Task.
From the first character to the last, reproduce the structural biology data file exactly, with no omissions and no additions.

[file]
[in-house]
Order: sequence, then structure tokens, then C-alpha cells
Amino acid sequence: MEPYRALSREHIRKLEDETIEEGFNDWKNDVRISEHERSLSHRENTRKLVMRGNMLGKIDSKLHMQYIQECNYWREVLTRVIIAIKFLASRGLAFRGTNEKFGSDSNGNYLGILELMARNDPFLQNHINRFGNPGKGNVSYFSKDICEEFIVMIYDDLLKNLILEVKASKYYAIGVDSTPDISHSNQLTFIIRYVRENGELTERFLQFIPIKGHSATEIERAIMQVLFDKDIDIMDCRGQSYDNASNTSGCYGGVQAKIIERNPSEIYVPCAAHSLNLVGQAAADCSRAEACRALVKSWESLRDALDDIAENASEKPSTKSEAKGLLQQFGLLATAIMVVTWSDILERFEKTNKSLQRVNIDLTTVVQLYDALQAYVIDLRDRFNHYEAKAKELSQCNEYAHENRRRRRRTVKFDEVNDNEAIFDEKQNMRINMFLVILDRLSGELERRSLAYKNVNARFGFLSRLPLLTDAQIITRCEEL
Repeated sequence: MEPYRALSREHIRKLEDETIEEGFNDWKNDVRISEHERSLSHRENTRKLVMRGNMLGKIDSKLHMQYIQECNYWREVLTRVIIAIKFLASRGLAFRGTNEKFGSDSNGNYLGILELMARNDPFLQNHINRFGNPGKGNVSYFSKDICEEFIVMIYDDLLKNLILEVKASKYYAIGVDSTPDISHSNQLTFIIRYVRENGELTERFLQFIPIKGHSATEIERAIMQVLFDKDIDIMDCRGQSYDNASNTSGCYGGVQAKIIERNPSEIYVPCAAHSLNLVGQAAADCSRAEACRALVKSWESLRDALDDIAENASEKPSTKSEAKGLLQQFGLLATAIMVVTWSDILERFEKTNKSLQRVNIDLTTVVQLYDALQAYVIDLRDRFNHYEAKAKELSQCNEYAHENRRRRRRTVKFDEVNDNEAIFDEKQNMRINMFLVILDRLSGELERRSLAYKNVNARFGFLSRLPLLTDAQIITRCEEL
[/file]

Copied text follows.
[in-house]
Order: sequence, then structure tokens, then C-alpha cells
Amino acid sequence: MEPYRALSREHIRKLEDETIEEGFNDWKNDVRISEHERSLSHRENTRKLVMRGNMLGKIDSKLHMQYIQECNYWREVLTRVIIAIKFLASRGLAFRGTNEKFGSDSNGNYLGILELMARNDPFLQNHINRFGNPGKGNVSYFSKDICEEFIVMIYDDLLKNLILEVKASKYYAIGVDSTPDISHSNQLTFIIRYVRENGELTERFLQFIPIKGHSATEIERAIMQVLFDKDIDIMDCRGQSYDNASNTSGCYGGVQAKIIERNPSEIYVPCAAHSLNLVGQAAADCSRAEACRALVKSWESLRDALDDIAENASEKPSTKSEAKGLLQQFGLLATAIMVVTWSDILERFEKTNKSLQRVNIDLTTVVQLYDALQAYVIDLRDRFNHYEAKAKELSQCNEYAHENRRRRRRTVKFDEVNDNEAIFDEKQNMRINMFLVILDRLSGELERRSLAYKNVNARFGFLSRLPLLTDAQIITRCEEL
Repeated sequence: MEPYRALSREHIRKLEDETIEEGFNDWKNDVRISEHERSLSHRENTRKLVMRGNMLGKIDSKLHMQYIQECNYWREVLTRVIIAIKFLASRGLAFRGTNEKFGSDSNGNYLGILELMARNDPFLQNHINRFGNPGKGNVSYFSKDICEEFIVMIYDDLLKNLILEVKASKYYAIGVDSTPDISHSNQLTFIIRYVRENGELTERFLQFIPIKGHSATEIERAIMQVLFDKDIDIMDCRGQSYDNASNTSGCYGGVQAKIIERNPSEIYVPCAAHSLNLVGQAAADCSRAEACRALVKSWESLRDALDDIAENASEKPSTKSEAKGLLQQFGLLATAIMVVTWSDILERFEKTNKSLQRVNIDLTTVVQLYDALQAYVIDLRDRFNHYEAKAKELSQCNEYAHENRRRRRRTVKFDEVNDNEAIFDEKQNMRINMFLVILDRLSGELERRSLAYKNVNARFGFLSRLPLLTDAQIITRCEEL